Wednesday, August 20, 2014

Trends in Teaching Writing Online: What Things May Come

Up Goes the Triangle, Slowly

At a Computers and Writing conference held in Ann Arbor some years back, I touched on some data Bedford/St. Martin's, as the company I work for was known by at the time, learned from faculty surveys. That's here: We saw a distinction among research universities and two year colleges in what technology was reported used, and we saw that overall, across the board, technologies that folks who attend computers and writing have known about and used for years were making just small in roads in most courses. 

And yet, the trend from 2006 to 2010, the two years spanning the surveys, was up, more technology was being used. We are seeing now, though I don't have the data, that trend continue, with multimodal composition being something programs and professors request support on (scroll down from this post to see an example). 

That said, trends come and move slowly. Wassily Kandinsky, describes in his monograph Concerning the Spiritual in Art, a triangle that moves up a slope, and at the tip, a lone innovator, and the base, folks doing what came before. But as the triangle moves up slowly, at some point the base will be where the innovator once was. I picture it something like this:

Nick's bad art. The red line is slope the triangle moves up. When the bottom line gets to where the top point is, that's when most of the field catches up to where innovators are now. Sometimes progress is so slow, you cannot tell it's a trend.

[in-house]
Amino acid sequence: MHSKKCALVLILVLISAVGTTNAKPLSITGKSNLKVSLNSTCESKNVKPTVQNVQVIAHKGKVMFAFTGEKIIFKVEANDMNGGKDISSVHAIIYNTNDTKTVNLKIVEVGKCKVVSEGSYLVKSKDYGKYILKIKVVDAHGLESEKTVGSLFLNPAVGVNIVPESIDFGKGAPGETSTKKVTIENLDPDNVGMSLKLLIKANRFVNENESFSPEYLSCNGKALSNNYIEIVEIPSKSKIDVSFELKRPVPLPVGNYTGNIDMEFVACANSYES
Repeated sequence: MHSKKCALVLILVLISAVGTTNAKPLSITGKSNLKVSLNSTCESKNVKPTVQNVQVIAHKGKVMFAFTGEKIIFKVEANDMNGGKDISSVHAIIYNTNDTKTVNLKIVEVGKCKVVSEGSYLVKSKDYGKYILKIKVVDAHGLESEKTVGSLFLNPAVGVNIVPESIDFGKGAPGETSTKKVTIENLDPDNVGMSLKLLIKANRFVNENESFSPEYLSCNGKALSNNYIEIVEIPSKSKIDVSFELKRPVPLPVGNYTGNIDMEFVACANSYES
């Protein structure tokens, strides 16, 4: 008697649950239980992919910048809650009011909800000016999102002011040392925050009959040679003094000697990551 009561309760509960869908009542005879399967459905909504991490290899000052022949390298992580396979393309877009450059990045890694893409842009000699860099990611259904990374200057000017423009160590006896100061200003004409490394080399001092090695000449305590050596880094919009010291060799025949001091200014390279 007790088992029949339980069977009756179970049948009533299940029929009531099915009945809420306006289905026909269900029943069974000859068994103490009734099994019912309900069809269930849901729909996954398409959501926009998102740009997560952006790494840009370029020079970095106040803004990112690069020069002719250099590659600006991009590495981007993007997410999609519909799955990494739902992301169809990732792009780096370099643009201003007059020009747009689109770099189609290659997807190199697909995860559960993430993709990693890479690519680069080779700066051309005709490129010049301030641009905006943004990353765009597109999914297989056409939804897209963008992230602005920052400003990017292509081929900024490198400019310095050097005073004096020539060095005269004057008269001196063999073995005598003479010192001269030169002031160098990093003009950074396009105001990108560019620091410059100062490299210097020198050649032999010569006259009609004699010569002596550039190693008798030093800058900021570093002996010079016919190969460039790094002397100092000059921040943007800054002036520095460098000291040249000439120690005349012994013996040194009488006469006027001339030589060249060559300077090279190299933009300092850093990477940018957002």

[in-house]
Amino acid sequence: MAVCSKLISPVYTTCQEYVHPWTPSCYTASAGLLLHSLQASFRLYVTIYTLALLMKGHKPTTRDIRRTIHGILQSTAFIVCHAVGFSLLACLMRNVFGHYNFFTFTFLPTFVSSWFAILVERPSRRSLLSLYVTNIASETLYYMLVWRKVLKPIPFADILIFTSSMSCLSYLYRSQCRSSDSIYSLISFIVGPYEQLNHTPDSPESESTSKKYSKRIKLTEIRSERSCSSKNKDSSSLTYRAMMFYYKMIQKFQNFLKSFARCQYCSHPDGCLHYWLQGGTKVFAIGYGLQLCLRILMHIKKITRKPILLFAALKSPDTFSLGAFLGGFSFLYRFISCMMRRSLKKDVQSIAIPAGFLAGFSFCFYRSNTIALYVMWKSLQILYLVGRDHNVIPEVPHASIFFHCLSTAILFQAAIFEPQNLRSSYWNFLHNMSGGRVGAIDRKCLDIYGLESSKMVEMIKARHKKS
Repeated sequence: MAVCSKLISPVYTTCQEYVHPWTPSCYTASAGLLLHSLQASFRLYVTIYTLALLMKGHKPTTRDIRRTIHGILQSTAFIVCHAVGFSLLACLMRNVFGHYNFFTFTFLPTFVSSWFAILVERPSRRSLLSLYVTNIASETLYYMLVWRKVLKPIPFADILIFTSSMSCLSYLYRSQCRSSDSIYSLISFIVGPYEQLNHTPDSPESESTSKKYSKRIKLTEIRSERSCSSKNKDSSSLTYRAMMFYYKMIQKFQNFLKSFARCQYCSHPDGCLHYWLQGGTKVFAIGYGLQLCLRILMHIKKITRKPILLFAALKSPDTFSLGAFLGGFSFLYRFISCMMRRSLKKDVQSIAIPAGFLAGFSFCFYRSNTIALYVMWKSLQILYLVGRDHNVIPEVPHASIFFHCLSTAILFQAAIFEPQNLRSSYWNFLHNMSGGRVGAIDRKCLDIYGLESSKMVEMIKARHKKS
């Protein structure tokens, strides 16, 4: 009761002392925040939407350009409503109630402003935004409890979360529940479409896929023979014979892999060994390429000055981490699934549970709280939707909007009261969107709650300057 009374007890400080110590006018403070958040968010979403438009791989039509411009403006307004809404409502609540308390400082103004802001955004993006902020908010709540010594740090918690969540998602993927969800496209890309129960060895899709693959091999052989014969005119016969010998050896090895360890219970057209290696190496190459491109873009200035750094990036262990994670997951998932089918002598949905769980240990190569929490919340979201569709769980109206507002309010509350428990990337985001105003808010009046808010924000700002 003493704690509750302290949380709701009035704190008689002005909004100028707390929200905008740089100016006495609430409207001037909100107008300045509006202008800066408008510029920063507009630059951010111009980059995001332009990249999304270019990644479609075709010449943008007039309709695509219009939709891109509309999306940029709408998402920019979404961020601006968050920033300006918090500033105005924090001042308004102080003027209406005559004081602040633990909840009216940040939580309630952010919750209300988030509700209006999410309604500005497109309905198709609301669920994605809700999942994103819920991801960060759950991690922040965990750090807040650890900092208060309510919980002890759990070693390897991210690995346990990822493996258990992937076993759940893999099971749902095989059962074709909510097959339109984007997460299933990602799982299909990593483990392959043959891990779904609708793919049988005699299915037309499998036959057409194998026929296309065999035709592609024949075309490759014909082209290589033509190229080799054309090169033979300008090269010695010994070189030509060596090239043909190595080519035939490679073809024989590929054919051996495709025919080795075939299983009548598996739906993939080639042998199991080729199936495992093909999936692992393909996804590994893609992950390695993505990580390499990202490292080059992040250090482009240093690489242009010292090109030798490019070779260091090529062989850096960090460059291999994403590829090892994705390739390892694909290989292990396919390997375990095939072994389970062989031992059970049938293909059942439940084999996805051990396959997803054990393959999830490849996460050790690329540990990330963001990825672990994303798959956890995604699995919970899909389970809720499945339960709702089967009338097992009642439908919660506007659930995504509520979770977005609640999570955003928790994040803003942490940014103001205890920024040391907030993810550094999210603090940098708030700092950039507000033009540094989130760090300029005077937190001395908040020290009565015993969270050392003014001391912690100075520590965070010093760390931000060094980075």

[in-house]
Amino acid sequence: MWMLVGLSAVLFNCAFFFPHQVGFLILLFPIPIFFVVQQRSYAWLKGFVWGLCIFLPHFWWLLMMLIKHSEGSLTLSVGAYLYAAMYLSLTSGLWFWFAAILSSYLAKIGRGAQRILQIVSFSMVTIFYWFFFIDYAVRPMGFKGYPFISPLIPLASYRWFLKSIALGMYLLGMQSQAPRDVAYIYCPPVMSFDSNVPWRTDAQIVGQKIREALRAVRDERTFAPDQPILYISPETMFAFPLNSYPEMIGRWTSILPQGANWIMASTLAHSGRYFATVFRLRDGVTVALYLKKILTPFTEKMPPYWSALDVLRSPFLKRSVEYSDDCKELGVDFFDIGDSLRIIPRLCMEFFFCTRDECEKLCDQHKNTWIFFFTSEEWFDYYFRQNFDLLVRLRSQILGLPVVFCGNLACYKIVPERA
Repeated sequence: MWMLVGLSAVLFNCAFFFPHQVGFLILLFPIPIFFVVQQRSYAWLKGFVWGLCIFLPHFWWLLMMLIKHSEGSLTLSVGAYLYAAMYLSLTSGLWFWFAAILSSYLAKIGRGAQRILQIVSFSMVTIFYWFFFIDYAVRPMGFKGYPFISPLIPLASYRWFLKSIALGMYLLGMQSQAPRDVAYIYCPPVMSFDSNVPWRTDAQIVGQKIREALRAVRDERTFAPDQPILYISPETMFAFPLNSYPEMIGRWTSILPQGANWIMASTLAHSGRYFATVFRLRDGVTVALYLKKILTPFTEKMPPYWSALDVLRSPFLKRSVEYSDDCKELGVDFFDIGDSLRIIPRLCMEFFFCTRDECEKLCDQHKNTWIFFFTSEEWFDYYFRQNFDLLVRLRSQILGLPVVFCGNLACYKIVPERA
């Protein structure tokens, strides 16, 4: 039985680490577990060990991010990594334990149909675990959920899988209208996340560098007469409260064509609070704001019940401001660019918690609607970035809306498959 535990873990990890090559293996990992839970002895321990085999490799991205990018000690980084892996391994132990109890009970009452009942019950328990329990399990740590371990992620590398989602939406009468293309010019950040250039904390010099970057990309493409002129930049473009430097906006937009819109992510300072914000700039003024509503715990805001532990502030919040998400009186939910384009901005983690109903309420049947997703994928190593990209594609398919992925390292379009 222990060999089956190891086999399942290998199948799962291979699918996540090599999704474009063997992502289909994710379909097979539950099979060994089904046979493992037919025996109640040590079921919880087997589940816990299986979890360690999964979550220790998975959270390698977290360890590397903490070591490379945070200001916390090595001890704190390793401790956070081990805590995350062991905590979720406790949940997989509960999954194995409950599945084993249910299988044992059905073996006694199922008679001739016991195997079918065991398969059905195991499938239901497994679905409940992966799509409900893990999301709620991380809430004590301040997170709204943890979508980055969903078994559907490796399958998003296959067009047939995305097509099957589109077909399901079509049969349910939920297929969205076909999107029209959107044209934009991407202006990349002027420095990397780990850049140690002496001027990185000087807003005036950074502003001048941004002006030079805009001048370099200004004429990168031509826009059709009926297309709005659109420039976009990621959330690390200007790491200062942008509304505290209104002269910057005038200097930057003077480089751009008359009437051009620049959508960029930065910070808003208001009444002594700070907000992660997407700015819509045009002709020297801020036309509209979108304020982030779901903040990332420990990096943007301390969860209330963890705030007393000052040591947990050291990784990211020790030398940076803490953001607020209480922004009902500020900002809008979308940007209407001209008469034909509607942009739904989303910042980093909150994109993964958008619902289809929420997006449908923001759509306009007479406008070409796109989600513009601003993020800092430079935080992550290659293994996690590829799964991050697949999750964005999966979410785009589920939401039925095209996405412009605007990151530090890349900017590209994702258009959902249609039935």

So What are Some Trends and Changes?

Multimodal composition was a featured topic at Computers and Writing in Pullman again this year, but hitting a kind of perfect storm moment in terms of resources available to support it's growth.

CWPA had a lot of discussion on foreign student enrollment growth and the kinds of support those students need and thus faculty need.
Big data has always been part of composition, at least in big programs and around SACS and QEP time, but technology is making the gathering of data easier for those with the tools such as e-portfolios or home-grown writing systems like EMMA at UGA, MyReviewer at USF, Raider Writer at TTU.

But eportfolio systesm are abloom, and increasingly merging presentation eportfolios designed for good looking portfolios but also tool on the back end for using rubrics, counting page views, and other metrics.
Chalk and Wire
Pebble Pad

The shift in data, however, is not just harvesting rubric scores, but looking for ways to gather engagement and learning analytics, records of student learning actions and choices. Programs exploring this include:

Eli, from MSU's Drawbridge and WIDE team
Writer Key
SWoRD from Panther Learning
MyCompLab Mastering from Pearson, which uses Knewton's adaptive learning engine
Acrobatiq from CMU
LearningCurve from Macmillan
Competency Based Learning Programs
Automated Writing Evaluation, though controversial, is a trend

What's interesting is how these things might converge in different ways. And what they mean going

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